2014 / Director. Kevin Smith.
Review by Jarret Gahan.
Shock jock podcaster Wallace Bryton (Justin Long) is a seasoned traveller of North America, regularly scouring the country for oddballs to interview and exploit on his program ‘The Not-See Party’, co-anchored by Teddy Craft (Haley Joel Osment). It’s across the border though in Manitoba Canada that Wallace will finally met his match, in one rather charming hermit Howard Howe (Michael Parks). Howard has been a traveller himself, having sailed the world over he has many a tale to share and Wallace comfortably perched by a fireplace with a cup of tea is keen to hear every one of them. However story-time is abruptly cut short when Wallace having finished his tea falls to the ground mid-tale, it’s only the following day awakening in a wheelchair that Wallace realises that he himself has become part of the rich tapestry of Howard’s legend.
TUSK was bore from a Smodcast conversation between Writer/Director Kevin Smith and long-time collaborator Scott Mosier where the pair discussed a UK Gumtree classified on-air. By the end of the program Smith had fleshed out the advertisement into a film pitch and they asked their listeners to vote #walrusyes if Smith should pursue turning the concept into a film or #walrusno if he should leave it be. Lucky for us Smith’s loyal army of followers voted yes and the filmmaker has gone on to surprisingly craft his most original film in over fifteen years. Smith’s prior film RED STATE saw the filmmaker step out of his comfort zone to deliver an adequate thriller that seethed with promise but seemingly failed in its execution. TUSK finds Smith once again in unfamiliar territory but this time at the top of his game, perfectly blending genuine suspense with bad taste and an morbidly awkward sense of humour, his splicing of genre traits is comparable to that of the masterwork created by the film’s villain, Howard. The only fault to be picked in the fabric of the film is that of the character Guy Lapointe though it’s hard to distinguish whether it’s in the writing itself or the portrayal of the character by an unaccredited Hollywood A-Lister that is to blame. Guy is similar to Inspector Clouseau, from a screwball demeanour right down to the French accent, he’s over-the-top and somewhat out of place in what is predominately a tense well balanced horror comedy.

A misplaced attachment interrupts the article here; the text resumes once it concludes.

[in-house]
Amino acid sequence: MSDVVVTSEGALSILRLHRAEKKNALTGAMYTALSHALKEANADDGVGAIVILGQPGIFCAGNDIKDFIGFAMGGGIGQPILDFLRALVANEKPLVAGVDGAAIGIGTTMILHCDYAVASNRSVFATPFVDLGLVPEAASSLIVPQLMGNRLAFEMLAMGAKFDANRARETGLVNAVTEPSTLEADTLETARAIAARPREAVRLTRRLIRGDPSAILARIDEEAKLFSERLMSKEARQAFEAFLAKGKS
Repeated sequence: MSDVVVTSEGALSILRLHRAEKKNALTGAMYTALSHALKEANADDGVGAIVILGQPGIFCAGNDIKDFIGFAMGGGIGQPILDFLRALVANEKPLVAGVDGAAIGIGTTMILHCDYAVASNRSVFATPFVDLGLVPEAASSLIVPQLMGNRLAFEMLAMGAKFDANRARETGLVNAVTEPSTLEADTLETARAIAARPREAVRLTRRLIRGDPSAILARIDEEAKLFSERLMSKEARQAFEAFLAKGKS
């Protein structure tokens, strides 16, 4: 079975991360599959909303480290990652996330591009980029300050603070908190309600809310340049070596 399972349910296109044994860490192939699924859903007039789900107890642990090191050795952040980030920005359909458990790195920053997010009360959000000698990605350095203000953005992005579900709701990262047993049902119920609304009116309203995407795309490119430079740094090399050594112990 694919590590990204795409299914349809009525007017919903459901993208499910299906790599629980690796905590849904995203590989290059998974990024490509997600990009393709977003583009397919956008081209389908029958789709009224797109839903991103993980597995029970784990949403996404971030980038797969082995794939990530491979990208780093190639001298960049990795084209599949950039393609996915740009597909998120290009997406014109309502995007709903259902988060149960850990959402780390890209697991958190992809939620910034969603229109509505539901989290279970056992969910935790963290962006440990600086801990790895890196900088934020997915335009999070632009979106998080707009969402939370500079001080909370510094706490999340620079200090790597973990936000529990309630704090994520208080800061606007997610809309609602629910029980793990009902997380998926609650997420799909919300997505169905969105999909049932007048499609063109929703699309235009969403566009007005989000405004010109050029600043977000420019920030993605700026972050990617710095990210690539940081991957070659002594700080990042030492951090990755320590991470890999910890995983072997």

Smith has overcome his own self-referenced point and shoot aesthetic of his prior films by working with cinematographer James Laxton, together they have captured the mood of the script with subtle creeping camera movements, a textured glow and some stand-out compositions. Christopher Drake’s score is also a perfect companion to the film, moody yet understated and a true revelation coming from a first-time feature-film composer. The performances all aside from the A-Lister are solid but particular kudos need be paid to Michael Parks who manages to marry humour, menace and an endearing sensibility to his role as Howard Howe, a character worthy of going down in history as a genre icon.
With a career spanning just over two decades, the question has been asked whether Smith is still relevant in contemporary cinema and if he’s capable of delivering a good film outside of his own self-inflicted Askewniverse, the answer is TUSK and I’m voting #walrusyes.